In your work as a supermarket dietitian at Hy-Vee, do you see shoppers looking at the nutrition labels on food packages? Do you think the Facts Up Front label will help people make better decisions about what to put in their shopping carts?

Educating consumers in the grocery aisles is important to help them make informed choices when purchasing food products. Many shoppers are looking at the nutrition label on food packages when purchasing food products; however, not all shoppers use this information. The Facts Up Front label will help because it allows consumers to make better decisions on product selection by providing them with straightforward information needed to make informed food choices when grocery shopping.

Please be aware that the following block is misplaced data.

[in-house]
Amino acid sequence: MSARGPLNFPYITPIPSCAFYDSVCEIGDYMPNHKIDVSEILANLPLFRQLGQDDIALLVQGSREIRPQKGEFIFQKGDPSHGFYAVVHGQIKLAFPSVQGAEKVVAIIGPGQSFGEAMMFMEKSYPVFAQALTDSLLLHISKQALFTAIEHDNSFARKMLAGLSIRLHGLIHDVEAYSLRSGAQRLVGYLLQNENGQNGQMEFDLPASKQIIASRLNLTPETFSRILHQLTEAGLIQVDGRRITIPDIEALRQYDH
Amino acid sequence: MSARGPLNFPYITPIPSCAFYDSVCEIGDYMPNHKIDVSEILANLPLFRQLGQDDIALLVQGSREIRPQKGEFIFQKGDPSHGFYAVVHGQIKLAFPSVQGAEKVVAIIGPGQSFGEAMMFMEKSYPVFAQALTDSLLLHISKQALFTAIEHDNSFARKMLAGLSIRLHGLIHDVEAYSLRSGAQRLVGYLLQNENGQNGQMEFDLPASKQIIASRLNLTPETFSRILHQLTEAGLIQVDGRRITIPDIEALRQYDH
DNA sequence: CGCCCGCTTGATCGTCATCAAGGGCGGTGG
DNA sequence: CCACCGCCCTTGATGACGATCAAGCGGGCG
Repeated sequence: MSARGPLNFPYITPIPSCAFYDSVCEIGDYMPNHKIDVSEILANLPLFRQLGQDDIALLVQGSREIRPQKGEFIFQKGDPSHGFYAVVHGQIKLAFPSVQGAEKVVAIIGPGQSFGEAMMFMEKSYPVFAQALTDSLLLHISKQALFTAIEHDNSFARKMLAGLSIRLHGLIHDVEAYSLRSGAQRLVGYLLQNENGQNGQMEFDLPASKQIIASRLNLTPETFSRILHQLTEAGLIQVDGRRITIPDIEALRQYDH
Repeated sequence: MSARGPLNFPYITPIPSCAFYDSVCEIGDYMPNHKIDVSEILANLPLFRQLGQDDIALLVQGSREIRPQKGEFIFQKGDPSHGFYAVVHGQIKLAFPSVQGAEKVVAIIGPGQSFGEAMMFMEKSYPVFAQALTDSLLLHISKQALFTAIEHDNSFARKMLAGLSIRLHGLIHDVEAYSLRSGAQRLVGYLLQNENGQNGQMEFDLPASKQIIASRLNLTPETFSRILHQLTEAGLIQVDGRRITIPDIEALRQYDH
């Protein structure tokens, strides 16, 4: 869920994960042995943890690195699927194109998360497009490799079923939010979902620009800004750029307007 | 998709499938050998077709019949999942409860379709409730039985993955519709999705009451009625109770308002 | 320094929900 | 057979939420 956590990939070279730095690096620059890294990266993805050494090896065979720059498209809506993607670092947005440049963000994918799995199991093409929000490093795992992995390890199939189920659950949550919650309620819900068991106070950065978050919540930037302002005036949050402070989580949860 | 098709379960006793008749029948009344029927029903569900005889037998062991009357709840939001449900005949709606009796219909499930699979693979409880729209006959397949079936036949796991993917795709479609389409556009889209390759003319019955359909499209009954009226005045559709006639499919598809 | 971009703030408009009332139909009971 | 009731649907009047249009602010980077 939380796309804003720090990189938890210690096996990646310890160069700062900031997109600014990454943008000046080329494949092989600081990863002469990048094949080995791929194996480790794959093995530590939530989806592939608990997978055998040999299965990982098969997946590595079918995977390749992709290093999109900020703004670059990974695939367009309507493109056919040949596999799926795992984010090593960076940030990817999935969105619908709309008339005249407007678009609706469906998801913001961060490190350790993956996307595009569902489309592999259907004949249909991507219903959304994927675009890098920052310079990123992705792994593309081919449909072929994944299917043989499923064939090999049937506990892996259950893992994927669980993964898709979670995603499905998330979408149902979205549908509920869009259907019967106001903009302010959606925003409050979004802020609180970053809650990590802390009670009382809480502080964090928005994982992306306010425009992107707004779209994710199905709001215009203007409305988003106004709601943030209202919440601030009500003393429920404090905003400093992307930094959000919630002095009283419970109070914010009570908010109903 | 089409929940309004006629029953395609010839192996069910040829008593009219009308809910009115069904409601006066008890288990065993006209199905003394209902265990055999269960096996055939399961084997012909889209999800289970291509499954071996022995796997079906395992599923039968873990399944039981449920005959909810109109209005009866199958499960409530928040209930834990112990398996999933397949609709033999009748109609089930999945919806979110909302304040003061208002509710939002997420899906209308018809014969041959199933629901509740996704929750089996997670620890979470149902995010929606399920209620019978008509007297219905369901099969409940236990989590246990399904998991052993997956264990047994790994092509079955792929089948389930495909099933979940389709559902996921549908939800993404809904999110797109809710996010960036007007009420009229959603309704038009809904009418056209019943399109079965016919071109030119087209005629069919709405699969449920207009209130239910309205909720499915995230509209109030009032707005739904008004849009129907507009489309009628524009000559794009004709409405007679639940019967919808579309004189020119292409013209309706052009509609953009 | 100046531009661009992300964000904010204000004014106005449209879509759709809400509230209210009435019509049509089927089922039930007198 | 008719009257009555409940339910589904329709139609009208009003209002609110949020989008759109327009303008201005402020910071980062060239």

The Facts Up Front label highlights information about calories, saturated fat, sodium, and total sugar – nutrients the Dietary Guidelines for Americans recommend limiting in the diet. In most cases, these four nutrient facts are always presented together as a consistent set. In addition, manufacturers may also post two “nutrients to encourage,” including potassium, fiber, protein, vitamin A, vitamin C, vitamin D, calcium and iron. These are nutrients that are needed to build a nutrient-dense diet, and can only be placed on a package when a product contains 10 percent or more of the daily value per serving of the nutrient and meets the FDA requirements for a “good source” nutrient content claim.

How do you explain the amount of sugar on food labels to shoppers? How do you help them differentiate between naturally occurring and added sugars?